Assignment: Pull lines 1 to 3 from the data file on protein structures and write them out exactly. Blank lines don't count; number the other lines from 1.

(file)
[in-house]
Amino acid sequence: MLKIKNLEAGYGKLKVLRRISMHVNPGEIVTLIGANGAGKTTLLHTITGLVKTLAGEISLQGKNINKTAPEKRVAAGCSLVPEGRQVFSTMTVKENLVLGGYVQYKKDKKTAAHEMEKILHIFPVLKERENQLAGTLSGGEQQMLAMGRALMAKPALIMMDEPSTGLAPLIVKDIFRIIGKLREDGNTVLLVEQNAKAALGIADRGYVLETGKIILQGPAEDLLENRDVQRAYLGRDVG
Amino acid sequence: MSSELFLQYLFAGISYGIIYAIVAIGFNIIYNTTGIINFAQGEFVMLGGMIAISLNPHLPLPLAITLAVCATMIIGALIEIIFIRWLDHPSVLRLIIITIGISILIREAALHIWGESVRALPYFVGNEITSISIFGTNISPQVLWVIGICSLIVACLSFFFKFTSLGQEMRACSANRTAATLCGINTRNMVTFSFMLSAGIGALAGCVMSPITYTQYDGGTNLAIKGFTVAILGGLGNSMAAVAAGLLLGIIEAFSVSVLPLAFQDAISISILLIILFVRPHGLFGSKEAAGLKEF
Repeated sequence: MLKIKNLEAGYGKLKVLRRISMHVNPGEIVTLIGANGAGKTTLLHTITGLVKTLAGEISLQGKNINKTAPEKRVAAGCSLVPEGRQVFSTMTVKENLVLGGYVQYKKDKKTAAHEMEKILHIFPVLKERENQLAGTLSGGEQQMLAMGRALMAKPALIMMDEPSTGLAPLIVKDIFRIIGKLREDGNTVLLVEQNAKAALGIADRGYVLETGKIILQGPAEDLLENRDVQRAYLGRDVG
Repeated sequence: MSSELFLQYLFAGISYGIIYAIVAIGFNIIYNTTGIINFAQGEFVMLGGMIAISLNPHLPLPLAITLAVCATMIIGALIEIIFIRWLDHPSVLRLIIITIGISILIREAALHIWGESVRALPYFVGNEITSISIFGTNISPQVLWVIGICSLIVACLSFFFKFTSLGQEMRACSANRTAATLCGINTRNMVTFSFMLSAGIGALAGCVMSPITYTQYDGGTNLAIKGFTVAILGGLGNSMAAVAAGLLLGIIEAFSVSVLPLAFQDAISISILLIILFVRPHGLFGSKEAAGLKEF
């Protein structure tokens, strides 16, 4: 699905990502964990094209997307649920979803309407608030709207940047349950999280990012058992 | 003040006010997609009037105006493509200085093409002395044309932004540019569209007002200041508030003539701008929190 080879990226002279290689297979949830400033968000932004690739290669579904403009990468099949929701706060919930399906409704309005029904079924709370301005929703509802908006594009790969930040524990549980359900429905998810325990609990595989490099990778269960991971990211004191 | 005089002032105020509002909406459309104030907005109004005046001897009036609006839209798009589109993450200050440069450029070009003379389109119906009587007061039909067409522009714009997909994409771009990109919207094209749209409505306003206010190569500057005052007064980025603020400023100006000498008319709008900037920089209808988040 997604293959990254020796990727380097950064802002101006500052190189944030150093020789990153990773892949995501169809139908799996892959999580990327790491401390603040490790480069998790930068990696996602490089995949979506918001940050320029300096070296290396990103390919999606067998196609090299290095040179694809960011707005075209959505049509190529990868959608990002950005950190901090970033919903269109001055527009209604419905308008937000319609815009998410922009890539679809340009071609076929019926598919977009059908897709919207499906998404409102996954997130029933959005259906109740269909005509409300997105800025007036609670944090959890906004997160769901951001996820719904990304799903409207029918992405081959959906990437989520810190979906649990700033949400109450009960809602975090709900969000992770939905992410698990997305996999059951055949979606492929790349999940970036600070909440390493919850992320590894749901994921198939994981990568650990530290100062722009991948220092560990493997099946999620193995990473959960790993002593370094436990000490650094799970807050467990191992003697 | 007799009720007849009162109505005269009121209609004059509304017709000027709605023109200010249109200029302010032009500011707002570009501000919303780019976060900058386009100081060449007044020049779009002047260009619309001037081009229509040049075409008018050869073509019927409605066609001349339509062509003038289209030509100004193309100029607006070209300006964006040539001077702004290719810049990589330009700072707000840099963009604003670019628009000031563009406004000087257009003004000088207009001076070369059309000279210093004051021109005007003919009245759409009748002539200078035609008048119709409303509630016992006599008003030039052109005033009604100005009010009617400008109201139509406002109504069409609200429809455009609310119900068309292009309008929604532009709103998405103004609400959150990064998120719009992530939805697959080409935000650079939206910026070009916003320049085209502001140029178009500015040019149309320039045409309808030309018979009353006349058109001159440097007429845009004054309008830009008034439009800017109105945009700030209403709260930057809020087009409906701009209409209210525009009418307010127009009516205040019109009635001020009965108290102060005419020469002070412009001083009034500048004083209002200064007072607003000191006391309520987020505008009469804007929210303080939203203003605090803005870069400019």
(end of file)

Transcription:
[in-house]
Amino acid sequence: MLKIKNLEAGYGKLKVLRRISMHVNPGEIVTLIGANGAGKTTLLHTITGLVKTLAGEISLQGKNINKTAPEKRVAAGCSLVPEGRQVFSTMTVKENLVLGGYVQYKKDKKTAAHEMEKILHIFPVLKERENQLAGTLSGGEQQMLAMGRALMAKPALIMMDEPSTGLAPLIVKDIFRIIGKLREDGNTVLLVEQNAKAALGIADRGYVLETGKIILQGPAEDLLENRDVQRAYLGRDVG
Amino acid sequence: MSSELFLQYLFAGISYGIIYAIVAIGFNIIYNTTGIINFAQGEFVMLGGMIAISLNPHLPLPLAITLAVCATMIIGALIEIIFIRWLDHPSVLRLIIITIGISILIREAALHIWGESVRALPYFVGNEITSISIFGTNISPQVLWVIGICSLIVACLSFFFKFTSLGQEMRACSANRTAATLCGINTRNMVTFSFMLSAGIGALAGCVMSPITYTQYDGGTNLAIKGFTVAILGGLGNSMAAVAAGLLLGIIEAFSVSVLPLAFQDAISISILLIILFVRPHGLFGSKEAAGLKEF